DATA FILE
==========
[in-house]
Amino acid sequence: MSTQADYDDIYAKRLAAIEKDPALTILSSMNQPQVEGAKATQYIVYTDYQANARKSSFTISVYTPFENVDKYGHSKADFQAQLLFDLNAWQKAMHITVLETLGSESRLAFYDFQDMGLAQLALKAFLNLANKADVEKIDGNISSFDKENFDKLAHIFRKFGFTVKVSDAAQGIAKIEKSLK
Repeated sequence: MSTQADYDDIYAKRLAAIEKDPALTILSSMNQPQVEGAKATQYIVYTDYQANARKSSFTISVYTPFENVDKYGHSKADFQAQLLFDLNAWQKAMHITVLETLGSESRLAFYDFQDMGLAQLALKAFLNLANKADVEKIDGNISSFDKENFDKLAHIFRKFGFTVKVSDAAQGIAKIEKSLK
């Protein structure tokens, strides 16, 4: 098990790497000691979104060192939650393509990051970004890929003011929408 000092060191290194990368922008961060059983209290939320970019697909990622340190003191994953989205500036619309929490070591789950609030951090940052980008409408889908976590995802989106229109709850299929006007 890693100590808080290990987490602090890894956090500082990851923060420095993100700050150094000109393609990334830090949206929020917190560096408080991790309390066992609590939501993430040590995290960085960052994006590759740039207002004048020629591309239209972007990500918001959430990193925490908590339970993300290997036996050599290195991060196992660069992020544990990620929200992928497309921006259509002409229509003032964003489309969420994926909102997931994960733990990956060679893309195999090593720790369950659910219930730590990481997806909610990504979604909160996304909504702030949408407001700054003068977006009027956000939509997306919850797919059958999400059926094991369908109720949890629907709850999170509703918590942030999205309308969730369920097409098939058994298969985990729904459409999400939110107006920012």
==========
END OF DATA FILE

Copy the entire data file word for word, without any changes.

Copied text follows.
[in-house]
Amino acid sequence: MSTQADYDDIYAKRLAAIEKDPALTILSSMNQPQVEGAKATQYIVYTDYQANARKSSFTISVYTPFENVDKYGHSKADFQAQLLFDLNAWQKAMHITVLETLGSESRLAFYDFQDMGLAQLALKAFLNLANKADVEKIDGNISSFDKENFDKLAHIFRKFGFTVKVSDAAQGIAKIEKSLK
Repeated sequence: MSTQADYDDIYAKRLAAIEKDPALTILSSMNQPQVEGAKATQYIVYTDYQANARKSSFTISVYTPFENVDKYGHSKADFQAQLLFDLNAWQKAMHITVLETLGSESRLAFYDFQDMGLAQLALKAFLNLANKADVEKIDGNISSFDKENFDKLAHIFRKFGFTVKVSDAAQGIAKIEKSLK
């Protein structure tokens, strides 16, 4: 098990790497000691979104060192939650393509990051970004890929003011929408 000092060191290194990368922008961060059983209290939320970019697909990622340190003191994953989205500036619309929490070591789950609030951090940052980008409408889908976590995802989106229109709850299929006007 890693100590808080290990987490602090890894956090500082990851923060420095993100700050150094000109393609990334830090949206929020917190560096408080991790309390066992609590939501993430040590995290960085960052994006590759740039207002004048020629591309239209972007990500918001959430990193925490908590339970993300290997036996050599290195991060196992660069992020544990990620929200992928497309921006259509002409229509003032964003489309969420994926909102997931994960733990990956060679893309195999090593720790369950659910219930730590990481997806909610990504979604909160996304909504702030949408407001700054003068977006009027956000939509997306919850797919059958999400059926094991369908109720949890629907709850999170509703918590942030999205309308969730369920097409098939058994298969985990729904459409999400939110107006920012």